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inventor of the first completely synthetic plastic
Leo Hendrik Baekeland was born in Ghent, Belgium, on November 14, 1863. He showed academic brilliance at an early age, and won medals in chemistry, physics, mechanics, and economics. At the age of 17 he earned a scholarship to Ghent University, from which he obtained his Doctor of Science degree at the age of 21. He was a professor of chemistry at Ghent University from 1882 to 1889, and a professor of chemistry and physics at the Government Higher Normal School of Science in Bruges from 1885 to 1887. He then went into private business and founded the Nepera Chemical Company, which he operated from 1893 to 1899. In 1899 he emigrated to the United States and settled in New York City.
Fascinated with photography and all the chemical processes involved in that field, Baekeland experimented with various photographic chemicals before developing a special form of silver chloride that produced a superior emulsion which in turn printed images faster and allowed the substitution of artificial light for sunlight in developing the film. He subsequently sold the process for manufacturing Velox photographic paper to the Eastman Kodak Company for a substantial sum of money, giving him the freedom to conduct even more research.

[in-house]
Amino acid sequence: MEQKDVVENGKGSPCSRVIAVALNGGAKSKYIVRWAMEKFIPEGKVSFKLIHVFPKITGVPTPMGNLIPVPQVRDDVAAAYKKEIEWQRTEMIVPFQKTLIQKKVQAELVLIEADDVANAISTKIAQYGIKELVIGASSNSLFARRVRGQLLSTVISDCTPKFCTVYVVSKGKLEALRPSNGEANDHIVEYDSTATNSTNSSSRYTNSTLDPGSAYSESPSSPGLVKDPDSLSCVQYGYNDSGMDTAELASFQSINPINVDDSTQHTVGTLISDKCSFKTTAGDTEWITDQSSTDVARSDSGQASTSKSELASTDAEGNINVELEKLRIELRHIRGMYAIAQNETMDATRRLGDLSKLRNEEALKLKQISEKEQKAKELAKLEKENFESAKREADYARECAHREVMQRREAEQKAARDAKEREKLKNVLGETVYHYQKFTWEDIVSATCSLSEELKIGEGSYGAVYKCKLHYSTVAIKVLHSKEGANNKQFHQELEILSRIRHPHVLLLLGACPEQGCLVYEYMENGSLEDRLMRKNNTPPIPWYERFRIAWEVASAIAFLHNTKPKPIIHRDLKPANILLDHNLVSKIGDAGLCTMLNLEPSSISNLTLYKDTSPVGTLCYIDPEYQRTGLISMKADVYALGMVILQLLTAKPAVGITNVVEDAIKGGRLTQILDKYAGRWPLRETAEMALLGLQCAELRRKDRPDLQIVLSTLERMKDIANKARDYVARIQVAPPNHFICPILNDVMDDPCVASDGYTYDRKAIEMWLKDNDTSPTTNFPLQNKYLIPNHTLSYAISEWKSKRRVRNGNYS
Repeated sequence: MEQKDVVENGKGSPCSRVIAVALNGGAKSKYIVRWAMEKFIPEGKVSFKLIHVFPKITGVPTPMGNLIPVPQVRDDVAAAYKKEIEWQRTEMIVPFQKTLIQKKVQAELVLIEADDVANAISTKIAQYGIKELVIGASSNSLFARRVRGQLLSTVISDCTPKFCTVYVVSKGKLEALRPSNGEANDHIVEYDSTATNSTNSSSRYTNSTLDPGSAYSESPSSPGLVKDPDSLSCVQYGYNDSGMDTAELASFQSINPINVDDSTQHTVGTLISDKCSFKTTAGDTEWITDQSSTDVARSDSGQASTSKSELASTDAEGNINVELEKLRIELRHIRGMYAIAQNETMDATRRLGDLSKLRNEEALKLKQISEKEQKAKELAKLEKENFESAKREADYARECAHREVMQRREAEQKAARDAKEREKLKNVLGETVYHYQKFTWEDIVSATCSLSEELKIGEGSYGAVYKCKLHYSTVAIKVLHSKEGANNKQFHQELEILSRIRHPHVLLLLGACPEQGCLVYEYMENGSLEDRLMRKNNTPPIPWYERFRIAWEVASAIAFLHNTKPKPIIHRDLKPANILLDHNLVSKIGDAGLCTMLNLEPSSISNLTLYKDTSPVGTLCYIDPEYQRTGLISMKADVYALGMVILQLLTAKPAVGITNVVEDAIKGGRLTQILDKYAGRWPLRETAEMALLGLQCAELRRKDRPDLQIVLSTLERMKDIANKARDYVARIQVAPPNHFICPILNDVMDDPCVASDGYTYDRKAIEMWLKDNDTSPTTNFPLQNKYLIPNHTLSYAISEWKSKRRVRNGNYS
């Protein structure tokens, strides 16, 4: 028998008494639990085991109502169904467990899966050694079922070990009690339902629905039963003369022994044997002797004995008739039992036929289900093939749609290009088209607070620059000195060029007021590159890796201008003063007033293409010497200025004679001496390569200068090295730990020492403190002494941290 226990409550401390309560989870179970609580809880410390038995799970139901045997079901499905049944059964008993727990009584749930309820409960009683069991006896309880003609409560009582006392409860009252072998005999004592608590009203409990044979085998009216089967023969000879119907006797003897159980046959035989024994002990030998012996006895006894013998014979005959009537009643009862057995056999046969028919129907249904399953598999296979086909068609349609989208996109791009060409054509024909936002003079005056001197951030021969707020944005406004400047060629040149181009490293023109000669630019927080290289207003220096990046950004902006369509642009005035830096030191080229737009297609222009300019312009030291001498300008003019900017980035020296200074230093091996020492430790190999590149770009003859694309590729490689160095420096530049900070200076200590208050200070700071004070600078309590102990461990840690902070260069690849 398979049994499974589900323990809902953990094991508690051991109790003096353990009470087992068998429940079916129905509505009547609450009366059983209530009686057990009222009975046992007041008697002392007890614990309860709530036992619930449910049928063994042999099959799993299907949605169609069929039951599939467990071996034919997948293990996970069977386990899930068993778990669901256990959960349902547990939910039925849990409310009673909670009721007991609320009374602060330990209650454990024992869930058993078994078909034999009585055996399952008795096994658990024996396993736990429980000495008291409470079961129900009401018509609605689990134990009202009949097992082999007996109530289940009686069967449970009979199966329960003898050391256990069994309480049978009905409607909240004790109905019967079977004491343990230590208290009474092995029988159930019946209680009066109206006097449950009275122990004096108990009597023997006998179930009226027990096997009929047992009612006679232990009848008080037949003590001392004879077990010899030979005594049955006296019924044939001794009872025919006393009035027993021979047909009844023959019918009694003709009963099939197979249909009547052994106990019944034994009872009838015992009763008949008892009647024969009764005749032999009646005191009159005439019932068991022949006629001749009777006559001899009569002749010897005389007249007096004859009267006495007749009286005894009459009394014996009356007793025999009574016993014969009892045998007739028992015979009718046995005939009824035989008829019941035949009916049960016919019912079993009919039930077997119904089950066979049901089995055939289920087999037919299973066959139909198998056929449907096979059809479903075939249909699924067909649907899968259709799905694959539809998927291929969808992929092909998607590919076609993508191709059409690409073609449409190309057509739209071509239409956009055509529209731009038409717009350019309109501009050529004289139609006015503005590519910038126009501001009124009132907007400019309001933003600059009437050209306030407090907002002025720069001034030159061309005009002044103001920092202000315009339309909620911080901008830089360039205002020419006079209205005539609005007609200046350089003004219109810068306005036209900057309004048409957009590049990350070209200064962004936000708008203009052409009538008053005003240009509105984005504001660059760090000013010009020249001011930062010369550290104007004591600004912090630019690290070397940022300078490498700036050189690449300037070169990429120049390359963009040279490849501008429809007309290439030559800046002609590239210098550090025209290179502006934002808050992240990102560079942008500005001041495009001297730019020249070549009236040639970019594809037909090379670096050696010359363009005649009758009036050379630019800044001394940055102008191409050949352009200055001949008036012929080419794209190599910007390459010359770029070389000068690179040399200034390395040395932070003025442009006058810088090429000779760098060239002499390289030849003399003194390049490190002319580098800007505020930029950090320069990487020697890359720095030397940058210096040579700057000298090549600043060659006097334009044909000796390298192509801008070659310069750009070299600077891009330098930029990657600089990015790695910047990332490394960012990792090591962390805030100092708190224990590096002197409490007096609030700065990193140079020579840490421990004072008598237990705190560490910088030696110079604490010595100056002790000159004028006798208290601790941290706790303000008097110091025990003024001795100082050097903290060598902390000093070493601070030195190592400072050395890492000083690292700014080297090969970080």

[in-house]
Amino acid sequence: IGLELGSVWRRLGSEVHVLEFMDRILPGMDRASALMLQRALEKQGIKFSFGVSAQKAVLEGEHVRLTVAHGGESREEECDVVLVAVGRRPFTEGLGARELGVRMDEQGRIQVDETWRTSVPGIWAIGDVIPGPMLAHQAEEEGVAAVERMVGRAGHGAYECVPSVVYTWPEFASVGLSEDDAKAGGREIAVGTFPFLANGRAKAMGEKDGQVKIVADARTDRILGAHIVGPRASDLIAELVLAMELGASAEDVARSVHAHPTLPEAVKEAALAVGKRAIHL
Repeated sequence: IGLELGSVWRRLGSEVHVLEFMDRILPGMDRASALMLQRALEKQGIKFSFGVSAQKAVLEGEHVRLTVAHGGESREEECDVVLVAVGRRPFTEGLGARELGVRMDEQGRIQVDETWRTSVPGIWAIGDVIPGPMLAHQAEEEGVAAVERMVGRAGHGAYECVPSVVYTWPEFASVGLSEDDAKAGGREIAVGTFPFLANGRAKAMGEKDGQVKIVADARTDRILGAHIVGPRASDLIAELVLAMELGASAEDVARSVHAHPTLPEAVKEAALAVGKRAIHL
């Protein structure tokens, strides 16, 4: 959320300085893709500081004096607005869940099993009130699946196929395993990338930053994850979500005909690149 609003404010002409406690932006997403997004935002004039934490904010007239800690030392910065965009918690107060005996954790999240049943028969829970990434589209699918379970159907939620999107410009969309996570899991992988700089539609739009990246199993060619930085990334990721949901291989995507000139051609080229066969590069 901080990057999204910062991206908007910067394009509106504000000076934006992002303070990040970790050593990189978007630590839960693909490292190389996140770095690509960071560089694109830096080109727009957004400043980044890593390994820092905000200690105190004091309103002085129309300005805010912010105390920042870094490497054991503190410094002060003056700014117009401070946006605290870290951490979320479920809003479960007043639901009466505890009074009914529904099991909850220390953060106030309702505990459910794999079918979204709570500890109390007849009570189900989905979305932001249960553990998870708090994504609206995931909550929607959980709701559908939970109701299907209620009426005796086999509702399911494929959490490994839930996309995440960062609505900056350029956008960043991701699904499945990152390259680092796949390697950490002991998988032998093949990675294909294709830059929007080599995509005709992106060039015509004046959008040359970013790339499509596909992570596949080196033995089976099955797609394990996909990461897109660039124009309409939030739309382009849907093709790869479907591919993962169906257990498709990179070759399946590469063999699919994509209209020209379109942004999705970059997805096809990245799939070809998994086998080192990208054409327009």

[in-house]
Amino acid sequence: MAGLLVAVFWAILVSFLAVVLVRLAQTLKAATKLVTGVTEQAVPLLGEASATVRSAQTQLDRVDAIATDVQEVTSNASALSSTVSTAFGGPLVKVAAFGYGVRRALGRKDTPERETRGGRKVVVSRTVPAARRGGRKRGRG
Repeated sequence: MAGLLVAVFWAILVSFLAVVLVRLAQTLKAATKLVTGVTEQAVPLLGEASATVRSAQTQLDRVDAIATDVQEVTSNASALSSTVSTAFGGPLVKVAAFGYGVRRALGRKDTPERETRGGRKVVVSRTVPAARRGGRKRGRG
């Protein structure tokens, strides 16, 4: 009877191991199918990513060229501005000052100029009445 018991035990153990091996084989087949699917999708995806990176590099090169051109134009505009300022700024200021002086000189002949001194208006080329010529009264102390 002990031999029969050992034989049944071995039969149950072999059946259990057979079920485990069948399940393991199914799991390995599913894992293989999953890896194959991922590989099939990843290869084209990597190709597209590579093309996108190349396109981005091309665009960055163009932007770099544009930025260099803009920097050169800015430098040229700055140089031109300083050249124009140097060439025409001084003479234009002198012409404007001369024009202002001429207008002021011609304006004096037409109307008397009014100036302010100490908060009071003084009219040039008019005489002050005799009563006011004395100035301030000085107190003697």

While searching for an insulating shellac to coat wires in electric motors and generators, Baekeland discovered that mixtures of phenol and formaldehyde formed a sticky mass when mixed together and heated, and that the mass became extremely hard if allowed to cool and dry. Further experiments showed that the material could be mixed with wood flour, asbestos, or slate dust to create a variety of composite materials, each with different properties. Most of these composites proved to be strong and fire-resistant. After making improvements to the manufacturing process, Baekeland became the first to patent a completely synthetic polymer resin, which he named Bakelite, on February 18, 1907. In 1910 he established the General Bakelite Company to manufacture and sell the product.
The first true plastic, Bakelite proved to be cheap to produce, but strong and durable. It was molded into thousands of forms, including radio cases, furniture elements, jewelry, buttons, and billiard balls. While no longer produced under the tradename of Bakelite, Baekeland's polymer resin is still used to manufacture such diverse products as wire insulation, automobile elements, dishware and flatware, household products, and electronic circuit boards.
Leo Baekeland died on February 23, 1944.
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This page was last updated on October 28, 2017.